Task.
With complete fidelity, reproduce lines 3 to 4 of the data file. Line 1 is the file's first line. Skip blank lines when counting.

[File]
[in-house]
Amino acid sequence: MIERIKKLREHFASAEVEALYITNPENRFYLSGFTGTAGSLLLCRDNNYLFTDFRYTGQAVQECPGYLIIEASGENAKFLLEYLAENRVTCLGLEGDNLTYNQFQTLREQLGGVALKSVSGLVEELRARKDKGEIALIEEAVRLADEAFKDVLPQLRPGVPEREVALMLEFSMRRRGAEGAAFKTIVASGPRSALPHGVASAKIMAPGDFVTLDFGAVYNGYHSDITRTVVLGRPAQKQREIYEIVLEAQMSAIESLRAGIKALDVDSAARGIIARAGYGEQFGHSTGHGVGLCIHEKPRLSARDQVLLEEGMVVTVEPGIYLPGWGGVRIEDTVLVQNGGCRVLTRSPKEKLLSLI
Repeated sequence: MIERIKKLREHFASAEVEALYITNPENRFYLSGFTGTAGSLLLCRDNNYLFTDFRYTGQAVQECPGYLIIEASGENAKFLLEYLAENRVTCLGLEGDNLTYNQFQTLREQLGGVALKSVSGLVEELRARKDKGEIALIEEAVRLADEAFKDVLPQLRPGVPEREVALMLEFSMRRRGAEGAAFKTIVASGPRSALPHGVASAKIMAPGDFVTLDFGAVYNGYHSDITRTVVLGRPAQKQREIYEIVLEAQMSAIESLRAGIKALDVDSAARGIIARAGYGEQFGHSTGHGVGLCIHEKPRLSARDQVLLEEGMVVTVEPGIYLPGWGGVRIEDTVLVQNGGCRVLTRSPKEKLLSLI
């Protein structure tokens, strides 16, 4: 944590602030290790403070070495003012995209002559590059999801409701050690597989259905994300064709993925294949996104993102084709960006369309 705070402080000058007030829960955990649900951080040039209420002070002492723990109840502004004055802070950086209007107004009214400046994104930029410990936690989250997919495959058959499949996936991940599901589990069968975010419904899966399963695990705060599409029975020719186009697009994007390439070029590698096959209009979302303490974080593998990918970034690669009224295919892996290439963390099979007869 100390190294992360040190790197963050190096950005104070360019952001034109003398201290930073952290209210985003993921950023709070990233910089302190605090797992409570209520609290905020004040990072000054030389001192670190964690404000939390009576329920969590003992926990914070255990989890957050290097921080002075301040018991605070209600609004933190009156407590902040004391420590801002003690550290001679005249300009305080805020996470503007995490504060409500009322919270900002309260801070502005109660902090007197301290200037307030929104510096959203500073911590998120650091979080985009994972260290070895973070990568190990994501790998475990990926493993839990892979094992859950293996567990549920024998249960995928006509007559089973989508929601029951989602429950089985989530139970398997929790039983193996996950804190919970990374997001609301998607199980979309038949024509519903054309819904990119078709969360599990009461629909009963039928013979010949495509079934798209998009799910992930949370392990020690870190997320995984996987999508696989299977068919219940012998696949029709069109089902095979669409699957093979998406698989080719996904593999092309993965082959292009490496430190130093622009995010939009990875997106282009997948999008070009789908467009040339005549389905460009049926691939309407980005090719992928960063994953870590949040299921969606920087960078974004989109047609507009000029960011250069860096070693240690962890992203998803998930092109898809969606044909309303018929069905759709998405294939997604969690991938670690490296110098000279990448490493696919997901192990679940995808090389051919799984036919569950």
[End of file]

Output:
Repeated sequence: MIERIKKLREHFASAEVEALYITNPENRFYLSGFTGTAGSLLLCRDNNYLFTDFRYTGQAVQECPGYLIIEASGENAKFLLEYLAENRVTCLGLEGDNLTYNQFQTLREQLGGVALKSVSGLVEELRARKDKGEIALIEEAVRLADEAFKDVLPQLRPGVPEREVALMLEFSMRRRGAEGAAFKTIVASGPRSALPHGVASAKIMAPGDFVTLDFGAVYNGYHSDITRTVVLGRPAQKQREIYEIVLEAQMSAIESLRAGIKALDVDSAARGIIARAGYGEQFGHSTGHGVGLCIHEKPRLSARDQVLLEEGMVVTVEPGIYLPGWGGVRIEDTVLVQNGGCRVLTRSPKEKLLSLI
């Protein structure tokens, strides 16, 4: 944590602030290790403070070495003012995209002559590059999801409701050690597989259905994300064709993925294949996104993102084709960006369309 705070402080000058007030829960955990649900951080040039209420002070002492723990109840502004004055802070950086209007107004009214400046994104930029410990936690989250997919495959058959499949996936991940599901589990069968975010419904899966399963695990705060599409029975020719186009697009994007390439070029590698096959209009979302303490974080593998990918970034690669009224295919892996290439963390099979007869 100390190294992360040190790197963050190096950005104070360019952001034109003398201290930073952290209210985003993921950023709070990233910089302190605090797992409570209520609290905020004040990072000054030389001192670190964690404000939390009576329920969590003992926990914070255990989890957050290097921080002075301040018991605070209600609004933190009156407590902040004391420590801002003690550290001679005249300009305080805020996470503007995490504060409500009322919270900002309260801070502005109660902090007197301290200037307030929104510096959203500073911590998120650091979080985009994972260290070895973070990568190990994501790998475990990926493993839990892979094992859950293996567990549920024998249960995928006509007559089973989508929601029951989602429950089985989530139970398997929790039983193996996950804190919970990374997001609301998607199980979309038949024509519903054309819904990119078709969360599990009461629909009963039928013979010949495509079934798209998009799910992930949370392990020690870190997320995984996987999508696989299977068919219940012998696949029709069109089902095979669409699957093979998406698989080719996904593999092309993965082959292009490496430190130093622009995010939009990875997106282009997948999008070009789908467009040339005549389905460009049926691939309407980005090719992928960063994953870590949040299921969606920087960078974004989109047609507009000029960011250069860096070693240690962890992203998803998930092109898809969606044909309303018929069905759709998405294939997604969690991938670690490296110098000279990448490493696919997901192990679940995808090389051919799984036919569950």